Tips For Purchasing A Qanun
When it comes to Turkish music, one of the first instruments that comes to mind is Qanun. Having a soothing and a tranquil sound, Kanun can be played solo or as part of an ensemble. The name Kanun derives from the Arabic word Qanun which originally means “rule” or “law”. According to different sources, in the early periods of Islamic world, Kanun was used in a pedagogic manner, in order to instruct sound systems and acoustic rules, thus giving the instrument its current name.
After being invented in the middle Asia, Kanun is brought into Anatolia with the migration of Turks, then spread into different regions such as Armenia, Persia, Arabic world and even western countries such as Greece. Having a long history, one can encounter Kanun in different stories and ancient tales in various cultures. It was mainly played in Arabic regions of Ottoman Empire for a fair amount of time and also widely loved and played by women.
What are the features of a Kanun?
Kanun is a member of the stringed instruments and has the form of a trapezoid-shape. The shape serves the purpose of adjusting the length of the strings. On the left side, there are pegs also known as “burgu” which are used to tune the instrument. Kanuns produced in Turkey generally have 26 courses of strings. Every course has three set of strings that have the same pitch. Until the 20th century, animal intestines were used in the making of the strings. Contemporary Kanun designs use nylon strings since they are more durable and produce somewhat of a stronger sound.
The instrument also features special metallic levers called “mandal” on the left side. This features was not present until the 1870s. According to a famous Turkish musicologist Rauf Yekta, this feature was added to the instrument since there was no solution when the performer wanted to raise or lower the pitch of a particular course other than just tapping their fingers on the strings. The lack of ability to alter the pitch of strings created the need to add mandals to the instruments. On a contemporary Turkish kanun, there are six to fifteen mandals for every three strings that the performer can alter quickly when playing.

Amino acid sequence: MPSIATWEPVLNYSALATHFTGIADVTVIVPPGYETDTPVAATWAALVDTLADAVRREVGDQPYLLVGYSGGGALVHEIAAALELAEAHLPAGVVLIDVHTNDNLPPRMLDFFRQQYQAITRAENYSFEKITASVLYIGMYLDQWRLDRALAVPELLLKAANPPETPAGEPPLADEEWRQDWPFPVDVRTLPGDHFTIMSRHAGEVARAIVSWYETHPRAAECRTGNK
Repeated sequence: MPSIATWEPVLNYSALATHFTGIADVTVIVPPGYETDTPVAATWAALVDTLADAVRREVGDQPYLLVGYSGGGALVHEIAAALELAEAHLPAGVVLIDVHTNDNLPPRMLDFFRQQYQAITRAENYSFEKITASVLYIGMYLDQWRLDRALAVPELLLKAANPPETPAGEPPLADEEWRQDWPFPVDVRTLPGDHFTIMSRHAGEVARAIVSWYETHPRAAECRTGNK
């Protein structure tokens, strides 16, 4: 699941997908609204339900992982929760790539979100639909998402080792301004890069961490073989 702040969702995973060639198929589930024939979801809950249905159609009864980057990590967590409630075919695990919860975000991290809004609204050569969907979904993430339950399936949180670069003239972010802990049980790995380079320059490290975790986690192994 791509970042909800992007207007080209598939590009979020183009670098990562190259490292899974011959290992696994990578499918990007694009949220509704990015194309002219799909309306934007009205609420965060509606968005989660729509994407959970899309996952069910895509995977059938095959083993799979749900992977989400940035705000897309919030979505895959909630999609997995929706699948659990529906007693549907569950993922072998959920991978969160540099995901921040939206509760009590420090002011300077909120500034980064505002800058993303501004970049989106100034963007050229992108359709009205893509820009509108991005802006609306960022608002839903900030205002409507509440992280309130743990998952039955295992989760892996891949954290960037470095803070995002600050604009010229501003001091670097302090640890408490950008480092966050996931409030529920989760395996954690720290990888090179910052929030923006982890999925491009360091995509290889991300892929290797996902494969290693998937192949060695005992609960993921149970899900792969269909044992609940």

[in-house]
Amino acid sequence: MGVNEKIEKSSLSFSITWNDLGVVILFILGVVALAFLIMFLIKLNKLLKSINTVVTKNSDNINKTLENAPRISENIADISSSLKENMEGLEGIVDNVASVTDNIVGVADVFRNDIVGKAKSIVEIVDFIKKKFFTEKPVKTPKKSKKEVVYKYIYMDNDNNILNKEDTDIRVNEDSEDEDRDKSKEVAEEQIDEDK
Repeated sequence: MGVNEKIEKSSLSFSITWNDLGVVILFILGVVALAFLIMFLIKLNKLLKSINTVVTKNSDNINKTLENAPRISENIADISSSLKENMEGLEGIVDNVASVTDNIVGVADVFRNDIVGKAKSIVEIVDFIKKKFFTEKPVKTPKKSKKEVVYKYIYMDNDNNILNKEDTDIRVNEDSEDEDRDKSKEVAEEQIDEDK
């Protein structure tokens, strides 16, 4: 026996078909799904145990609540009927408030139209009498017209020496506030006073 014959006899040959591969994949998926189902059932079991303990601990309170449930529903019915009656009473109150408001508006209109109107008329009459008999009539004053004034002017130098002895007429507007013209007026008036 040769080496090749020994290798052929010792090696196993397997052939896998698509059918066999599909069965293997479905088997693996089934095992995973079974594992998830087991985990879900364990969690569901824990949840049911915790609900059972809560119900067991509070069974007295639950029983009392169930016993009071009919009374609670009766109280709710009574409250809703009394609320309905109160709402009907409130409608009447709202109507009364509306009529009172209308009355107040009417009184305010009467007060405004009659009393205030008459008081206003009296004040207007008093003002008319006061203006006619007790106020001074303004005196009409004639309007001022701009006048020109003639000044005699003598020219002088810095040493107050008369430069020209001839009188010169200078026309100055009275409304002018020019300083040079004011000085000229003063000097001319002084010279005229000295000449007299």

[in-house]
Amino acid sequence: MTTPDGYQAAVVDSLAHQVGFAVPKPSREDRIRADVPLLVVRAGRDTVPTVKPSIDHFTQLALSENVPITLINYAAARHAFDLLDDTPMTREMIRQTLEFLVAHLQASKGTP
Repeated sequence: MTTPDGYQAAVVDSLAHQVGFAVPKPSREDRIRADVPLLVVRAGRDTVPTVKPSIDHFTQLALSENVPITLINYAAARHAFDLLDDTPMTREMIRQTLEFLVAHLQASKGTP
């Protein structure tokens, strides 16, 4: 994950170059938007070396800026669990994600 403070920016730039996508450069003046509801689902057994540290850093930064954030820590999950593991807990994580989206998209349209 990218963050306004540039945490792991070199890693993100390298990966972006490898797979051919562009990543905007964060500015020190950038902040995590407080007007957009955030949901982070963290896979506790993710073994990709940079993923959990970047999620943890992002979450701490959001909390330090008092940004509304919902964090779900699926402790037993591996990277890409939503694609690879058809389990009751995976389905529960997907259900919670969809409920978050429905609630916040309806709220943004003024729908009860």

On the right end of the instrument, the strings are stretched over the bridge called “eşik” made of lamb or fish skin. The instrument is played on the lap while sitting by plucking the strings with two picks –one for each hand- made of tortoise shell.
Keys to purchase the perfect Kanun
Kanun is one of the most important instruments of the Classical Turkish music and like any other instruments, a great deal of attention is required when picking and purchasing the perfect instrument. The heart of a Kanun is the mandals. They have to be very sturdy in order to get the perfect sound and also for the intonation and tuning. The way the bridge sits on the skin is also very important. If a sturdy method when producing the instrument is not achieved, the bridge will lose its original situation and thus cause skin to be damaged.
Where to get one?
If you are one of those people who are determined to play this beautiful instrument, the first place to look for it is our store. We only make hand-made, professional kanuns for you to get the unique joy of playing this instrument. No matter what your needs are, we provide you only with the best quality and the fine workmanship.